Space Helmet for a Cow, Paul Kirkley
I think this one is strictly for Doctor Who fans, but what a fan book: a wonderful, amusing hodgepodge of behind-the-scenes events and facts from each era of the classic series, starting from its inception in the mind of Sydney Newman, back when the leads included Lola, Cliff, and Biddie, and its development under Verity Lambert. It's a heady mix of changes in stories, conflicting personalities, props, music, script malfunctions, strange casting, special effects on a budget, all costumes great and small, Venusian akido, teeth and hair, Billyisms, and Colin Baker's coat. Yeah, if you cleaned up a lot of the Kirkley bosh, you'd have a shorter book, but it's done in such fun that you can almost ignore it. Lots of behind-the-scenes bits about the main actors involved as well, including one jaw-dropper about Patrick Troughton.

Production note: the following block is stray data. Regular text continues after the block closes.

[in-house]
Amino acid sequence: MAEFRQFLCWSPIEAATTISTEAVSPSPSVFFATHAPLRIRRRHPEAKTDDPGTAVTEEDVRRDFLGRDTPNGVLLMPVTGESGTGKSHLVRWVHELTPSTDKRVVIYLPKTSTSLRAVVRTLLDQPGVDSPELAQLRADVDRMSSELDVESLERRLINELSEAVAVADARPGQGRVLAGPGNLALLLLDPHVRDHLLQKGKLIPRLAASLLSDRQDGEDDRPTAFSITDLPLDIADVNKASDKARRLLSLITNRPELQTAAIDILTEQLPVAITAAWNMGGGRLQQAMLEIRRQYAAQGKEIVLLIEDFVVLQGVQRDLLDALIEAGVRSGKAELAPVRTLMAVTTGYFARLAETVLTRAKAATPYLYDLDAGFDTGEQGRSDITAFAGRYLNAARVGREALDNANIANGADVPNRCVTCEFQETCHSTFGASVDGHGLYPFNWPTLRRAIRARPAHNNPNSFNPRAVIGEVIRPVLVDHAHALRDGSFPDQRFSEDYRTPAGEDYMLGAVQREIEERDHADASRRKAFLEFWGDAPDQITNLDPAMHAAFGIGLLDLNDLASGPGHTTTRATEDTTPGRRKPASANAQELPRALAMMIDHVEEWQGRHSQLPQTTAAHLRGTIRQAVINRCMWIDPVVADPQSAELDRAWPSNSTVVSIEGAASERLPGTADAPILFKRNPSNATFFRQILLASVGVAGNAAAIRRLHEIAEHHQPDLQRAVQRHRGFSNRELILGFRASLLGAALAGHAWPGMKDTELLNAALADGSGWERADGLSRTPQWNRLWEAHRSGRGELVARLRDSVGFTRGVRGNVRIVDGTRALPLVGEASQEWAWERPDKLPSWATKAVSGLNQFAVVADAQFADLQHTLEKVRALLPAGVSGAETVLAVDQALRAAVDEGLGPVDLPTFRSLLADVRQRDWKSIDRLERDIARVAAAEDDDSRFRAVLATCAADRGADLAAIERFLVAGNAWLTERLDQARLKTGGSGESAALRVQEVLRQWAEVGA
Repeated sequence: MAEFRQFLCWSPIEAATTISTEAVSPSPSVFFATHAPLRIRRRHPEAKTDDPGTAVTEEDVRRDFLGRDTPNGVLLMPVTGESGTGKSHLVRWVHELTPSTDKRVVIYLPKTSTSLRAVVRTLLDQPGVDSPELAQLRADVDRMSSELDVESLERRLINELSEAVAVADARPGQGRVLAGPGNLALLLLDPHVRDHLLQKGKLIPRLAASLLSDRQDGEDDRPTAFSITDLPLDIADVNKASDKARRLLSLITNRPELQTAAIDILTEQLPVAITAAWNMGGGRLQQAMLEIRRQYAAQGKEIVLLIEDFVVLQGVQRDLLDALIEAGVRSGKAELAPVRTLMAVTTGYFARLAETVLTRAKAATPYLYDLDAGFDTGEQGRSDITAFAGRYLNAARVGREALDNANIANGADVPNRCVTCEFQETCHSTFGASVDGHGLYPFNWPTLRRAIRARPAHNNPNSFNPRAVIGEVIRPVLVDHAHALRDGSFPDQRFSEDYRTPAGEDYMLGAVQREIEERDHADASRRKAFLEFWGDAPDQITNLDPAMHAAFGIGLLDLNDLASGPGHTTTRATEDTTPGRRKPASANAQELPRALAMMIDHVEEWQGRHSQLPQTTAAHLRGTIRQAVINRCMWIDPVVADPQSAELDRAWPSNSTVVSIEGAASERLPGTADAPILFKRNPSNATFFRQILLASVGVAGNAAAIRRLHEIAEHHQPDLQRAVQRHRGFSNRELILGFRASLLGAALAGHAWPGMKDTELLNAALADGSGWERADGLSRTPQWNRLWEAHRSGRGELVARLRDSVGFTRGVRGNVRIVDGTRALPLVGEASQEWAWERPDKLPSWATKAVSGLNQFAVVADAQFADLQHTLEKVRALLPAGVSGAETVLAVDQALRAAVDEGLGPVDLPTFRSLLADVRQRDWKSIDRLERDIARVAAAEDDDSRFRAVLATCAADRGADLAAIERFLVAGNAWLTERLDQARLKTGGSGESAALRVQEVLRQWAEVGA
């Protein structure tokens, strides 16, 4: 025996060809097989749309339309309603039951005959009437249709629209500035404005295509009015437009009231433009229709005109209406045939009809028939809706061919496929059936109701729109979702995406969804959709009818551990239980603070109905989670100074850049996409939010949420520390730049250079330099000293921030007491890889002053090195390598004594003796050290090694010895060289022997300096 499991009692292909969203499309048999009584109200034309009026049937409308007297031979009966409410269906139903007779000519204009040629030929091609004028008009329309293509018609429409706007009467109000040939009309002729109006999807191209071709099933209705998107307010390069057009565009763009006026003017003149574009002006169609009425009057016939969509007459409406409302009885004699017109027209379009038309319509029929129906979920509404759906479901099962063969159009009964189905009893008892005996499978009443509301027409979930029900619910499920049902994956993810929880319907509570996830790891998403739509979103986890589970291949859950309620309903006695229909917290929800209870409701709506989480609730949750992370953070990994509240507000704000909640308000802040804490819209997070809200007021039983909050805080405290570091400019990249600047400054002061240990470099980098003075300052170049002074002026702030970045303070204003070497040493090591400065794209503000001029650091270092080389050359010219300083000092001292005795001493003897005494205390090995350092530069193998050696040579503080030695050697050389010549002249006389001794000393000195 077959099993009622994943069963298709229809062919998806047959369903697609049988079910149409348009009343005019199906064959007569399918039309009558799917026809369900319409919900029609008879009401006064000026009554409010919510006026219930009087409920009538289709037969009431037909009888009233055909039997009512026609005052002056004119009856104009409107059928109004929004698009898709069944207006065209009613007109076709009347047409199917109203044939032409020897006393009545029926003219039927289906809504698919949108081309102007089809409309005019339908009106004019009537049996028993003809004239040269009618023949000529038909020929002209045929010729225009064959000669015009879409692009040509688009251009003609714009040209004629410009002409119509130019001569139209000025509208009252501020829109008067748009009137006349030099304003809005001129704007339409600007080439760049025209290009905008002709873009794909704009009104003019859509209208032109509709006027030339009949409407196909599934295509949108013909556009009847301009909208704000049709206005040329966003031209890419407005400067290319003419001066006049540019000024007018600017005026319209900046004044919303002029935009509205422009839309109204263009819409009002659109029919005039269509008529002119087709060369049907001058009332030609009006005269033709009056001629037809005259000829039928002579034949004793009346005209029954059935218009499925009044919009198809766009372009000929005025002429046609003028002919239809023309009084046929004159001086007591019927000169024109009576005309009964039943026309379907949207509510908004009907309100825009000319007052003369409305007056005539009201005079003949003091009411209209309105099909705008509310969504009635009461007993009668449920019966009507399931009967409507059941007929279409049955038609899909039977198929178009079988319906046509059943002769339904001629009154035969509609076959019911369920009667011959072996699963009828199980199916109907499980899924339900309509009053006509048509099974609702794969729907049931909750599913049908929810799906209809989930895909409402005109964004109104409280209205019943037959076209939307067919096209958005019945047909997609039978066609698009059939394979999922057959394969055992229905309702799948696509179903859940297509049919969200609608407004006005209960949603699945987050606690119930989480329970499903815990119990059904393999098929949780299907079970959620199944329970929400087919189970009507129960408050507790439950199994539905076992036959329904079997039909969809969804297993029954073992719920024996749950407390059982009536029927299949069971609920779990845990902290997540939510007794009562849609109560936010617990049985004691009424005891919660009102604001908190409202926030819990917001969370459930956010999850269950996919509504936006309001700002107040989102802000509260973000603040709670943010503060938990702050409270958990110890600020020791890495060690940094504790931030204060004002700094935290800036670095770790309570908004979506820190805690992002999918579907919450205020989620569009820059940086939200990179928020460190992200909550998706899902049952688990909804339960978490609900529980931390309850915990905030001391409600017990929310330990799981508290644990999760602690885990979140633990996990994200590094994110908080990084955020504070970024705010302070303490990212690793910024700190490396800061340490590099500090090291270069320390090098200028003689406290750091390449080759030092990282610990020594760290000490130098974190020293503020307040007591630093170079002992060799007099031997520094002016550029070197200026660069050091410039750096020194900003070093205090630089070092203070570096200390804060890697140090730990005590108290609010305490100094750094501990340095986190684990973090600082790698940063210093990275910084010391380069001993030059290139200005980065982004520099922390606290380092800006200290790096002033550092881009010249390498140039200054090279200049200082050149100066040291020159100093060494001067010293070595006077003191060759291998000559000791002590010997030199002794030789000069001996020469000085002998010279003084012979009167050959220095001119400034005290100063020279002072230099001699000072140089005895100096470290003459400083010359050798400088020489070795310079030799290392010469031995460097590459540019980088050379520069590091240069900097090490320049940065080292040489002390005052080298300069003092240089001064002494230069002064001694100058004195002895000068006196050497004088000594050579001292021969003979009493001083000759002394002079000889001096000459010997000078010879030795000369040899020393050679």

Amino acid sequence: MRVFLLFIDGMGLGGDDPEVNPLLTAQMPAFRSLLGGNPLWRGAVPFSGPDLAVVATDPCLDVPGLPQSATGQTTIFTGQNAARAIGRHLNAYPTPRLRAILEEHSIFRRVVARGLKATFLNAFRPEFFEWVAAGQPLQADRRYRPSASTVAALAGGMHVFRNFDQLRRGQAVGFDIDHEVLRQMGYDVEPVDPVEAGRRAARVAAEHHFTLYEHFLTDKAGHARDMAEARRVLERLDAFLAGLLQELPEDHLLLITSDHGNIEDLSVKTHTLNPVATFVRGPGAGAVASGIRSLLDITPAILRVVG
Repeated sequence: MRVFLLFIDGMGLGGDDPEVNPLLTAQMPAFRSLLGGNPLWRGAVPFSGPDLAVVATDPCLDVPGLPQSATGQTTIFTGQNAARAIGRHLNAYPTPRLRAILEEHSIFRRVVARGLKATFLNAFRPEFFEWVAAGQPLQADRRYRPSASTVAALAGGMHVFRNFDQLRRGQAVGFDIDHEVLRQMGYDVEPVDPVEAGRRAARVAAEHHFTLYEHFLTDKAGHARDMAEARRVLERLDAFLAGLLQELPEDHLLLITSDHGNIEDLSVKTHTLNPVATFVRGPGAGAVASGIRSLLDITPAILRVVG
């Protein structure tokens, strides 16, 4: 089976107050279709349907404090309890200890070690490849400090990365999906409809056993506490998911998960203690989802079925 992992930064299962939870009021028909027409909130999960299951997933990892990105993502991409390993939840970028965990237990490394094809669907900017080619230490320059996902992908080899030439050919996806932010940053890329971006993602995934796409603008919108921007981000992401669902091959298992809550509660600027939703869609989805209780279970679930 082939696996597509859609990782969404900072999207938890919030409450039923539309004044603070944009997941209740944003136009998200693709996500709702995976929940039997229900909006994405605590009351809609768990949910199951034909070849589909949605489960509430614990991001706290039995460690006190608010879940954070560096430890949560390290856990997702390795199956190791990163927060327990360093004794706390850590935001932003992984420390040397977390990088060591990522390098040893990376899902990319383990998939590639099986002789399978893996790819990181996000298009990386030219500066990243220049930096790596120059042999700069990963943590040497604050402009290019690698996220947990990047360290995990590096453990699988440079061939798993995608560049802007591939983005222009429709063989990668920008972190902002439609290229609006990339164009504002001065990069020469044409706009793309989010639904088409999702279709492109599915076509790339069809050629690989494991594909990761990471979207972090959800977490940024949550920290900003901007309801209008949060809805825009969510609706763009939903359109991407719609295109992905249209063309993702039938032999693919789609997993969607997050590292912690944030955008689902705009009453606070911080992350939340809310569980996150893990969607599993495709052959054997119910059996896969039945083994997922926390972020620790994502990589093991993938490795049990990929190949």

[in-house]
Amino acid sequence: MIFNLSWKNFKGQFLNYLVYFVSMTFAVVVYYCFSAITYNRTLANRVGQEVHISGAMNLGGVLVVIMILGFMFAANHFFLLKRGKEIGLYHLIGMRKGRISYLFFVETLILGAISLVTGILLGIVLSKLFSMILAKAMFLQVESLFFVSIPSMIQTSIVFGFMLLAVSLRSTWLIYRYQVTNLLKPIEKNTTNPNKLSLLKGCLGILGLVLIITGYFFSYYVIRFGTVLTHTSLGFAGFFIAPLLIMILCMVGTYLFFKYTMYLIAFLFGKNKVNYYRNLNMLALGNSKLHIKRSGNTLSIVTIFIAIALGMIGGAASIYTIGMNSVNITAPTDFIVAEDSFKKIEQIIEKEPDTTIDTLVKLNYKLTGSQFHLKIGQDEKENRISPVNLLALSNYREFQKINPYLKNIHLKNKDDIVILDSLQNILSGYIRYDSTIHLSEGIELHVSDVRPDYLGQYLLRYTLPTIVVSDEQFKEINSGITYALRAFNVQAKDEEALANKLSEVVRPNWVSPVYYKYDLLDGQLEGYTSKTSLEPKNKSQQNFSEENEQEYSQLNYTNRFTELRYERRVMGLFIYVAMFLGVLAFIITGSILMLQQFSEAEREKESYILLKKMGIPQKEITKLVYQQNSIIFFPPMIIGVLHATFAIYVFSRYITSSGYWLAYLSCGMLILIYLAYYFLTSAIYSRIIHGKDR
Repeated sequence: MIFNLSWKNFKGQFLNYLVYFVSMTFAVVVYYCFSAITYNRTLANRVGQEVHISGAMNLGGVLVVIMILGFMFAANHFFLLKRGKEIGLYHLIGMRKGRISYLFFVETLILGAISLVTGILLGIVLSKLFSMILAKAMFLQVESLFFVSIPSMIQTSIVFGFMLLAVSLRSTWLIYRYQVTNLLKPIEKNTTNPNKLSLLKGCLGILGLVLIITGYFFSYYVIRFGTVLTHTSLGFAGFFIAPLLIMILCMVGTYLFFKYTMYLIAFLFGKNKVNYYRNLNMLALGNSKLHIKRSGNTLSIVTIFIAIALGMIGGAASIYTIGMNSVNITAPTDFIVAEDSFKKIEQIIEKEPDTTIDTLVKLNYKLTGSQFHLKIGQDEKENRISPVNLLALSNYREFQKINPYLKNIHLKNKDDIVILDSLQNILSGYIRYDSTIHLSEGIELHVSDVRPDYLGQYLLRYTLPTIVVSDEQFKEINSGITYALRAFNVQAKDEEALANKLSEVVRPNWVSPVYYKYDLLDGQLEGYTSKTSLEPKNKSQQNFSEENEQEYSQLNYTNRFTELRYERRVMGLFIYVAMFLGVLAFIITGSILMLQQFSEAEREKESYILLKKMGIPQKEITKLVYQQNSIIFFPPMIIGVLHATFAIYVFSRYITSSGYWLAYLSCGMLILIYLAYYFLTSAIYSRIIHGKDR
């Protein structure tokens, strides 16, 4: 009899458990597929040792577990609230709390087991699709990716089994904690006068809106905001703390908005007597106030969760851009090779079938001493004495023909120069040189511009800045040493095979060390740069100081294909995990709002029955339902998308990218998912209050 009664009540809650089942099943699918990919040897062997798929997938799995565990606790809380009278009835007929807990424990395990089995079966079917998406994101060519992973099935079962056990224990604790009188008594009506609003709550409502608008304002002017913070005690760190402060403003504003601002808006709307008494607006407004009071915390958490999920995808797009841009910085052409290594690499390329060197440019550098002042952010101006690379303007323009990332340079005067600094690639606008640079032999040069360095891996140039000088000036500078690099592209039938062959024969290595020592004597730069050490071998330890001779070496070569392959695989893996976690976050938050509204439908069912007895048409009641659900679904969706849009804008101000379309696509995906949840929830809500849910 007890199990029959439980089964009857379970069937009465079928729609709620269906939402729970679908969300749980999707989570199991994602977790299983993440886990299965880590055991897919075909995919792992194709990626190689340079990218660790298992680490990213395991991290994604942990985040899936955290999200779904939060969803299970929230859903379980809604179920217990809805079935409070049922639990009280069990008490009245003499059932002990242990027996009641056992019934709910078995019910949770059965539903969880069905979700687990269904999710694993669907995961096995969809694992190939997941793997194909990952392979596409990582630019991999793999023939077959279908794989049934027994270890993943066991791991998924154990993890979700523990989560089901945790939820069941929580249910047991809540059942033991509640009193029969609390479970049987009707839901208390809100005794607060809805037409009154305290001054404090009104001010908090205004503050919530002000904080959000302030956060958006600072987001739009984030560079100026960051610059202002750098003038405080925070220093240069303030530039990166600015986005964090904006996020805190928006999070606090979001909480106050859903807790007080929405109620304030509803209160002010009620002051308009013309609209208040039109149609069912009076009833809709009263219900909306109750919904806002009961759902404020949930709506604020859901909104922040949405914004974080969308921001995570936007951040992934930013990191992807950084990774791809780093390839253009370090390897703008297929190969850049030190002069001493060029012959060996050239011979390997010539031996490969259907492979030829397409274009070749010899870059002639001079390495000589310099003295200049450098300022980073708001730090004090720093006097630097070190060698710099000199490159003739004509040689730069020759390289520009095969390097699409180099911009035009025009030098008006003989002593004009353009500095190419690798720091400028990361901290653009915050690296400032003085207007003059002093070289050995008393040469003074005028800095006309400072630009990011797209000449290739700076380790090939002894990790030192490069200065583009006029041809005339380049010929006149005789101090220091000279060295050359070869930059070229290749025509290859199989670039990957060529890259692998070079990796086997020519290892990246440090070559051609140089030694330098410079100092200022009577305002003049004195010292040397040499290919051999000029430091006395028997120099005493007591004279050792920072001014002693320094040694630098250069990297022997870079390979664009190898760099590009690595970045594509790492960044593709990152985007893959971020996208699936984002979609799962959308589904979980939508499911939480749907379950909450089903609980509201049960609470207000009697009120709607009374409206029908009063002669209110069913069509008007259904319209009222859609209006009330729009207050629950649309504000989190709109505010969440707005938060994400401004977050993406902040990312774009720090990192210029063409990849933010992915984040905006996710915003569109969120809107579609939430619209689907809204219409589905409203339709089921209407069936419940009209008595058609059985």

Yeah, I enjoyed it to bits—and there's a sequel coming out soon!
The Counterfeit Heiress, Tasha Alexander
Lady Emily and her husband Colin Hargreaves are attending a costume ball at the home of the Duchess of Devonshire, along with her dear friends Cecile and Jeremy, when first Emily is puzzled when a strange man comes up to her and asks her a question, only to receive a rude response when she answers him. She is even more perplexed when she accompanies Cecile to greet her old friend Estella Lamar (who is wearing a similar costume to Emily's), a world traveller, and Cecile accuses the woman of being an imposter. The woman flees and is soon found dead. Emily and Colin grow more bewildered when they find Estella supports
several homes with full servants, but has never lived in any of them. Where is real Estella? Is she still travelling? Or are the photographs of her traveling just as fake as her impostor?